If it's a 15 year old girl, she won't be allowed to go out of her home, she will be beaten and her educational privileges will be taken from her. It can also happen that she is married off. (Girl, 17, India)
Restrictions on girls’ use of mobile also mean girls are more likely to resort to unsafe and covert behaviours to access phones. In locations such as Northern Nigeria, where girls need parental permission to use phones, girls say that boys will often give their girlfriend a secret phone, so that he can contact her privately whenever he wants.
As a consequence, girls see parental safety concerns as the greatest barrier to mobile access (47%), whereas boys cite cost as their greatest barrier (60%).
Kecia Bertermann, Technical Director of Digital Research, Girl Effect, said: “Unequal access to technology is a growing area of research, but ‘girls’ are typically subsumed within the broader category of ‘women’, so their unique challenges often go unreported. This study reveals the reality for girls and their position at the back of the queue when it comes to accessing mobile.
Firstly, we found that girls experience more of the risks but fewer, if any, of the benefits; without the time or permission to develop the confidence to explore more sophisticated uses of mobile, girls’ tech literacy is hampered. Secondly, given some girls are resorting to using phones in secret, they sometimes feel unable to report safety issues to parents or friends, and end up putting themselves at greater risk.”
In Malawi and Rwanda, where access to mobile is restricted and girls' tech literacy is low, girls themselves fear that phones can lead to them 'going astray' because they assume that mobiles lead to contact with boys and ultimately, unwanted pregnancy.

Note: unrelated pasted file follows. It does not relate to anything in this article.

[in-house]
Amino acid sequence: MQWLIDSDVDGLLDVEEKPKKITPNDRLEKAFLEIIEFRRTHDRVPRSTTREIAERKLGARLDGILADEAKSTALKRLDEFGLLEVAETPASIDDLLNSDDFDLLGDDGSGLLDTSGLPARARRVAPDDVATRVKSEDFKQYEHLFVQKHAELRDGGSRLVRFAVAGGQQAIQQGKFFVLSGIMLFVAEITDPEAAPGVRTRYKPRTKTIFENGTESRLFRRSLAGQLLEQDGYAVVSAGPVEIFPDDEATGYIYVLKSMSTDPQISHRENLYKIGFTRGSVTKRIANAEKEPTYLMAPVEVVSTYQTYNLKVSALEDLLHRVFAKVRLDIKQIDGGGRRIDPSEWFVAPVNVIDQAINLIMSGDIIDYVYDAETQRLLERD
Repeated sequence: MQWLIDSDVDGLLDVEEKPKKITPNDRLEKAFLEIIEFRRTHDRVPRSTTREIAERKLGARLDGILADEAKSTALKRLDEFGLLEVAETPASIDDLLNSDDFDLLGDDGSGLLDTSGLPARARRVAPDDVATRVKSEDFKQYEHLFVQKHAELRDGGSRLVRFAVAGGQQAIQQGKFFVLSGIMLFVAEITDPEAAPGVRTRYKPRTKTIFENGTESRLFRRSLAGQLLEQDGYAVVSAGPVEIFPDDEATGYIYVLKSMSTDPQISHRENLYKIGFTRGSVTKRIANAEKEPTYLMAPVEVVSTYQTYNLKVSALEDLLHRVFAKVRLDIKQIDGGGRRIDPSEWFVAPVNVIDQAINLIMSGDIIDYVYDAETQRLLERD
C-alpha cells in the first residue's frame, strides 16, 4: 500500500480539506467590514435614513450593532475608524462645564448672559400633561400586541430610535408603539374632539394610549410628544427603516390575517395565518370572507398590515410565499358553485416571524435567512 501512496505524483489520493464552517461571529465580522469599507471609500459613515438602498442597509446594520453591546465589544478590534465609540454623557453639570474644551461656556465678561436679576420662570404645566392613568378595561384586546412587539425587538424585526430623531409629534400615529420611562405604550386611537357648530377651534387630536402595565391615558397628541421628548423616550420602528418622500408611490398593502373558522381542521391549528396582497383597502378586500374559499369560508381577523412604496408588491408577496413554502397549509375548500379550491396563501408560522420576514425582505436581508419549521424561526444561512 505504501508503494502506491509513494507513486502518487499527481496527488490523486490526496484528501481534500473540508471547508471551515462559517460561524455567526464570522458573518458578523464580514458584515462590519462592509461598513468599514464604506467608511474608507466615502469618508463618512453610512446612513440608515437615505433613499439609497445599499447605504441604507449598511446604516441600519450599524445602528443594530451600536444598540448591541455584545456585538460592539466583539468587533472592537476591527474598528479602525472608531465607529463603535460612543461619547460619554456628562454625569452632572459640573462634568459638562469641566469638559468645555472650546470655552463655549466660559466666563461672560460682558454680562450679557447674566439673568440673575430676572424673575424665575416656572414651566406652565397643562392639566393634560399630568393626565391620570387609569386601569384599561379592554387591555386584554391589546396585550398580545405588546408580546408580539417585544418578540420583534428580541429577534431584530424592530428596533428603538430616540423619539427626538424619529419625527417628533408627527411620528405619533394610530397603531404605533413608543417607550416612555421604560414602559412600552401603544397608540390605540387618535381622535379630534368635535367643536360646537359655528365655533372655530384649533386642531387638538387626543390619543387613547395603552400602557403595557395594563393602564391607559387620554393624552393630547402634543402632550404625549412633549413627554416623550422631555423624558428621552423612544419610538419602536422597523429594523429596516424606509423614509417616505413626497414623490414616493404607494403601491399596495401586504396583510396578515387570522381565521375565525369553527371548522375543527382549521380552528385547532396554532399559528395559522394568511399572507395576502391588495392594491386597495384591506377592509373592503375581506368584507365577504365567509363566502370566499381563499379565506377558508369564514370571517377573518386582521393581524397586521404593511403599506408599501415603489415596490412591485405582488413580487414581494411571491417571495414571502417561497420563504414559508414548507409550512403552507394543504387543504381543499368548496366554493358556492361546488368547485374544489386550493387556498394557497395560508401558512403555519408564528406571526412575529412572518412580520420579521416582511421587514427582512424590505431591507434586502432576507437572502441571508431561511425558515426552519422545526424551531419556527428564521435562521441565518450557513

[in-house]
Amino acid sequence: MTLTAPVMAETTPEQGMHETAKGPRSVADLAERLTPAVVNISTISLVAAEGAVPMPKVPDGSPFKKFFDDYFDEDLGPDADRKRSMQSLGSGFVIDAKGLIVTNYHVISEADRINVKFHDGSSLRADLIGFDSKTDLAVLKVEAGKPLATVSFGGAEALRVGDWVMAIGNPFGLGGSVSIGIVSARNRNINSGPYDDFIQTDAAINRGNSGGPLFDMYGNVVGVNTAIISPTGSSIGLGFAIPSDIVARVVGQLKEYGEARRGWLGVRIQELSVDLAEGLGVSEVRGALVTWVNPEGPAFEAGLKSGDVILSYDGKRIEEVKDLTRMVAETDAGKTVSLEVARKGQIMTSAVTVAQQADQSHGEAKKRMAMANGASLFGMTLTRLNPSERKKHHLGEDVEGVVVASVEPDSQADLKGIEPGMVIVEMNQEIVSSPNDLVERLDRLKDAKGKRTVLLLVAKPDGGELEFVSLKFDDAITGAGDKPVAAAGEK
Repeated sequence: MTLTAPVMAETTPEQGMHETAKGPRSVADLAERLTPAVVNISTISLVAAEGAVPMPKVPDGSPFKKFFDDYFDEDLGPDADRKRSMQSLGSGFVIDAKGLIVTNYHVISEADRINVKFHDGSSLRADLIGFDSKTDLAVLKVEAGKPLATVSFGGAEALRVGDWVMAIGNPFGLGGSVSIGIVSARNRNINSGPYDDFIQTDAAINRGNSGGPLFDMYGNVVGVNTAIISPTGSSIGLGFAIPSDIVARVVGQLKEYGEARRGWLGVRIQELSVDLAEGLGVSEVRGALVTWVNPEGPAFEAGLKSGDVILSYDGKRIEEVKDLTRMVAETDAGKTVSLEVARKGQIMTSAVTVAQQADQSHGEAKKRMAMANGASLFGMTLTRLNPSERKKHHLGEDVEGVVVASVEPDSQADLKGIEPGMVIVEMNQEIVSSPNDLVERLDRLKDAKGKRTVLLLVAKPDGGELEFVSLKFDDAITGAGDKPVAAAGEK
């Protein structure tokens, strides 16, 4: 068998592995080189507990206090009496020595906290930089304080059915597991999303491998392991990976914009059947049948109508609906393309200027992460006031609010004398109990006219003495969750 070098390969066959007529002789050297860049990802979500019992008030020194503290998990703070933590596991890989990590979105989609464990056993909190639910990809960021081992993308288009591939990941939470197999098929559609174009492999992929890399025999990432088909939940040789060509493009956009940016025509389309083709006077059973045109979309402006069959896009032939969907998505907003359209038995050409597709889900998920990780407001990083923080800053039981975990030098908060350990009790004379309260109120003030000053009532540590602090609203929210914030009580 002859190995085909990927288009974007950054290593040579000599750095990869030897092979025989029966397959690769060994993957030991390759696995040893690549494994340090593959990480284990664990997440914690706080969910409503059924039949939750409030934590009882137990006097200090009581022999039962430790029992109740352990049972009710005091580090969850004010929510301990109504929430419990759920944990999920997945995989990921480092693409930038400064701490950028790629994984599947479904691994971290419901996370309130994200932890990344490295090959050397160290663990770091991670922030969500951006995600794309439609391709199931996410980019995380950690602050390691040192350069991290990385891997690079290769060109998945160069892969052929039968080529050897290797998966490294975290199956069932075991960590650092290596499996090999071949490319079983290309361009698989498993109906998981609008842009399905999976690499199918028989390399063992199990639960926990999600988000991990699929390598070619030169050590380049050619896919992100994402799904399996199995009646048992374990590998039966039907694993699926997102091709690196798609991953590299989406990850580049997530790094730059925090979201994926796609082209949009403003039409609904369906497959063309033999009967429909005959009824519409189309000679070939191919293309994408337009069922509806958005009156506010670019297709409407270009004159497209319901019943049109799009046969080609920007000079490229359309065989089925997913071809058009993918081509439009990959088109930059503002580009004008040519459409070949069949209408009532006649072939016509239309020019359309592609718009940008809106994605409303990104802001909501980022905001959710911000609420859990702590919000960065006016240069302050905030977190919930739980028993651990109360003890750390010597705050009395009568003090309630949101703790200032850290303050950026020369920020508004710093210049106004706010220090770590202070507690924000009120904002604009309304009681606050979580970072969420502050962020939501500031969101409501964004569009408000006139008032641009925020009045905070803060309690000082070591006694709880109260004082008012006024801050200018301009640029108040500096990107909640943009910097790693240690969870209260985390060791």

Others believe that a boy and a girl are different people, others say that a boy can have a phone at any age while a girl may end up getting pregnant. (Girl, 19, Malawi)
However, universally girls identify that having a mobile phone can help keep them safe. Girls emphasise much more than boys how valuable a phone can be for minimising danger in their lives. In countries where girls tend to have less access and less varied usage, this is often given as the primary justification for having a phone.
Andrew Dunnett, Vodafone Foundation Director, said: “Girls are being left behind. In many countries access to mobile is key to a girls’ health, learning and development. We need to face the reality that girls and boys do not have equal access to mobile, and design services that reach the girls and meet their needs in this context. We want this research to inform and support the tech and development sectors in meeting girls’ needs and making real progress in achieving the UN’s Sustainable Development Goals.”